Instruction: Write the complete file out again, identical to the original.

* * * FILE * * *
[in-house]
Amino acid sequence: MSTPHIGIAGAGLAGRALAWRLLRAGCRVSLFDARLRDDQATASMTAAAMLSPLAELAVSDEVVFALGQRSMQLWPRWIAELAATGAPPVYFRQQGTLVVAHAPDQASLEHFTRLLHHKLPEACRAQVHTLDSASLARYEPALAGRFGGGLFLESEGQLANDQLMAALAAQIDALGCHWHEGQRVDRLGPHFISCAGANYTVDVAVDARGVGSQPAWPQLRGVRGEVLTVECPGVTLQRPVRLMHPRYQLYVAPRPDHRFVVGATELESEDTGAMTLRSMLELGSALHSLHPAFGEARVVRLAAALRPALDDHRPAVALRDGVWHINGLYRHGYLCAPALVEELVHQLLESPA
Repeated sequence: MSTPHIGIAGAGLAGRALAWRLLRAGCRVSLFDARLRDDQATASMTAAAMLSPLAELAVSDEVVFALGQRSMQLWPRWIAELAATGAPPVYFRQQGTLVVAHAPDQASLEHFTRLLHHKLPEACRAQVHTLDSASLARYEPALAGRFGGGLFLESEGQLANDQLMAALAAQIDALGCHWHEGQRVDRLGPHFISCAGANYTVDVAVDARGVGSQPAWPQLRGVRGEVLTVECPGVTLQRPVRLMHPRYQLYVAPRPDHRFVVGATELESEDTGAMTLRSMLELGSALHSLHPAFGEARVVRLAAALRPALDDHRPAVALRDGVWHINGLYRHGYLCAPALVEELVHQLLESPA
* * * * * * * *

[in-house]
Amino acid sequence: MSTPHIGIAGAGLAGRALAWRLLRAGCRVSLFDARLRDDQATASMTAAAMLSPLAELAVSDEVVFALGQRSMQLWPRWIAELAATGAPPVYFRQQGTLVVAHAPDQASLEHFTRLLHHKLPEACRAQVHTLDSASLARYEPALAGRFGGGLFLESEGQLANDQLMAALAAQIDALGCHWHEGQRVDRLGPHFISCAGANYTVDVAVDARGVGSQPAWPQLRGVRGEVLTVECPGVTLQRPVRLMHPRYQLYVAPRPDHRFVVGATELESEDTGAMTLRSMLELGSALHSLHPAFGEARVVRLAAALRPALDDHRPAVALRDGVWHINGLYRHGYLCAPALVEELVHQLLESPA
Repeated sequence: MSTPHIGIAGAGLAGRALAWRLLRAGCRVSLFDARLRDDQATASMTAAAMLSPLAELAVSDEVVFALGQRSMQLWPRWIAELAATGAPPVYFRQQGTLVVAHAPDQASLEHFTRLLHHKLPEACRAQVHTLDSASLARYEPALAGRFGGGLFLESEGQLANDQLMAALAAQIDALGCHWHEGQRVDRLGPHFISCAGANYTVDVAVDARGVGSQPAWPQLRGVRGEVLTVECPGVTLQRPVRLMHPRYQLYVAPRPDHRFVVGATELESEDTGAMTLRSMLELGSALHSLHPAFGEARVVRLAAALRPALDDHRPAVALRDGVWHINGLYRHGYLCAPALVEELVHQLLESPA